Southern – $1.75 million
14.) New Orleans - Houston Corridor Plan - $800,000: The Southern Rapid Rail Commission applied for a planning grant to develop service along the 362-mile track segment between New Orleans and Houston. The corridor includes the communities of Baton Rouge, Louisiana; Lafayette, Louisiana; Lake Charles, Louisiana; and Beaumont, Texas. The total population of communities being considered for proposed high-speed rail stations along this segment was 8,579,531 in 2010. Proposed high-speed intercity passenger rail service on this segment is based on incremental improvements to existing freight railroad right-of-way (primarily owned by either Union Pacific or Kansas City Southern).
South Central – $6.16 billion
15.) South Central High-Speed Rail Corridor (Tulsa - Ft. Worth) - $2,096 million: The Oklahoma Department of Transportation applied for a grant to develop the 311 mile rail corridor between Fort Worth and Oklahoma City.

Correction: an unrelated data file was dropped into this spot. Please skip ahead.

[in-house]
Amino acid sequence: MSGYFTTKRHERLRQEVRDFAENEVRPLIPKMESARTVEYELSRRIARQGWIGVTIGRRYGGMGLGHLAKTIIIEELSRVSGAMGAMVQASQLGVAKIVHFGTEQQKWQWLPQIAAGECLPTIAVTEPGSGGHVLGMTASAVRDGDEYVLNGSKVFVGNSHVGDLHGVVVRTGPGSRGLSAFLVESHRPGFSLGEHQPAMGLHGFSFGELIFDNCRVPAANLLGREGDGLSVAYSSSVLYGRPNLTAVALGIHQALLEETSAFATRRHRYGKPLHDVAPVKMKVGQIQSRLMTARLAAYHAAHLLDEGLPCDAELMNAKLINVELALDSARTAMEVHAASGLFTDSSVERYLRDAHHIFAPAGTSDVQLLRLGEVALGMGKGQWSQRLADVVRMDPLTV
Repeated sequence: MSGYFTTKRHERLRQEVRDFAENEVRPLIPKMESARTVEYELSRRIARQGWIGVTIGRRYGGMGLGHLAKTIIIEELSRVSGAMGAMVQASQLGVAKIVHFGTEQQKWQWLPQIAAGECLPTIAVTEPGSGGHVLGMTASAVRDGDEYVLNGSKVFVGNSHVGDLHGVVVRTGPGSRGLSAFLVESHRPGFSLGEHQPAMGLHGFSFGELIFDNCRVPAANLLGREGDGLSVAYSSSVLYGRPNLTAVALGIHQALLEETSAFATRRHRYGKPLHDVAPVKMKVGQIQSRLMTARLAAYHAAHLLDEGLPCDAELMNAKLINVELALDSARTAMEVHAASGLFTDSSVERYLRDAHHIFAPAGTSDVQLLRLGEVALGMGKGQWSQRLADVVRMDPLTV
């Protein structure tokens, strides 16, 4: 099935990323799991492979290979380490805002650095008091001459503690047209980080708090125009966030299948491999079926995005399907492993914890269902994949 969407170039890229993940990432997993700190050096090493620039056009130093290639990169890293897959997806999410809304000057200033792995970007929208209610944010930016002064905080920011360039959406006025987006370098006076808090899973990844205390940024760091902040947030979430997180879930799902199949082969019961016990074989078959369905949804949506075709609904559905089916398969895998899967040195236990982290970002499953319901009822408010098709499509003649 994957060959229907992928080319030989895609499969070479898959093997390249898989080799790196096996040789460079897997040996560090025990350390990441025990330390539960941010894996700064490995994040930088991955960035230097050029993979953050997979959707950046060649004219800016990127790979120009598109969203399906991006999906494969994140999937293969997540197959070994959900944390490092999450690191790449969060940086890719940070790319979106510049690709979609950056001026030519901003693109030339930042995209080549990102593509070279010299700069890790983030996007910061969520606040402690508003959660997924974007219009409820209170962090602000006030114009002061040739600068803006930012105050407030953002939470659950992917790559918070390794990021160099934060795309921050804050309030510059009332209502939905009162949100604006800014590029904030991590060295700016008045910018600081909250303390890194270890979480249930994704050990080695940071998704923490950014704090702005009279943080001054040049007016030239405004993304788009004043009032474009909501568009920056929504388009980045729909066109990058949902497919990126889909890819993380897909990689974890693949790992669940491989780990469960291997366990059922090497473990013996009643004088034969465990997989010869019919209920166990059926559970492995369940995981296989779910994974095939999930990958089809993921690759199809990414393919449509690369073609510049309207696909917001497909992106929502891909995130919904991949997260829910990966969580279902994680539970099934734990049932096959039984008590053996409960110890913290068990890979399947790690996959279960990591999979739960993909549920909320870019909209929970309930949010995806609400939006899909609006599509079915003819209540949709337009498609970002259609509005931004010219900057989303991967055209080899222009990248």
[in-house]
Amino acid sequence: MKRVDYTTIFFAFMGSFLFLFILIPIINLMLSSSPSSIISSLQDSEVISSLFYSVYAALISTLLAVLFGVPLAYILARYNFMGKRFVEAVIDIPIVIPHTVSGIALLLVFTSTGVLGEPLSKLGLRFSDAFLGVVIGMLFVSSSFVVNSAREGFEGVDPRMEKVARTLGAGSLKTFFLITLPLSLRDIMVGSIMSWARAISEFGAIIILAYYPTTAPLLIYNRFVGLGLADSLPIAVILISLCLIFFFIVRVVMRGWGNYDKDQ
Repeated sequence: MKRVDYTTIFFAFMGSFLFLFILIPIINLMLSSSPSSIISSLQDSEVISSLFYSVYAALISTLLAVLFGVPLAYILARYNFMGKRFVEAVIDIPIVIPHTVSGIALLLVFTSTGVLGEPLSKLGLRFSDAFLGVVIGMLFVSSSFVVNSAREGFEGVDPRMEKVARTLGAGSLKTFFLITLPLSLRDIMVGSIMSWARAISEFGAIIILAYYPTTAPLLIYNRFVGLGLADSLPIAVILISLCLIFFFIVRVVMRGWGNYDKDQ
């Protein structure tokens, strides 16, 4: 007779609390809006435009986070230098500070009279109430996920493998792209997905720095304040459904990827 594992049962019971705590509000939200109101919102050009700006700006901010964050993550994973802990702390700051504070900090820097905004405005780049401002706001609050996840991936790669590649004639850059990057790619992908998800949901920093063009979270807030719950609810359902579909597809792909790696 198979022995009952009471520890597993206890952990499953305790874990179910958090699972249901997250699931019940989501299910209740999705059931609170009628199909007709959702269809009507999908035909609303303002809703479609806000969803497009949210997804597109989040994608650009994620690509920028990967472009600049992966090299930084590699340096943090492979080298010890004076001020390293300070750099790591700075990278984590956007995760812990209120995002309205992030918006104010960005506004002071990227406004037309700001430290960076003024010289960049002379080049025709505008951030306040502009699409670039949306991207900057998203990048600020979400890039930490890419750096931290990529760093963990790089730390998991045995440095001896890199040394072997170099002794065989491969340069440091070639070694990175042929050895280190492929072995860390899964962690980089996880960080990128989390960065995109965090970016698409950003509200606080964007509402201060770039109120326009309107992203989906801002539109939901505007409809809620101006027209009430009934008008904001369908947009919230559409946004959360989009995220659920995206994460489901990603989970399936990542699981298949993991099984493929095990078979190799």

16.) Texas – Oklahoma High-Speed Rail Corridor – $4,000 million (approximate): The Departments of Transportation for the states of Oklahoma and Texas are currently engaged in an evaluation of a range of passenger rail service options along the 850-mile corridor from Oklahoma City to South Texas. The corridor will help the state accommodate booming population and economic growth along the I-35 corridor, serving Oklahoma City, Dallas/Forth Worth, San Antonio, and Austin, with the potential to extend south to Mexico. The study’s results will be made public by the end of 2015.
Southwest – $56.51 billion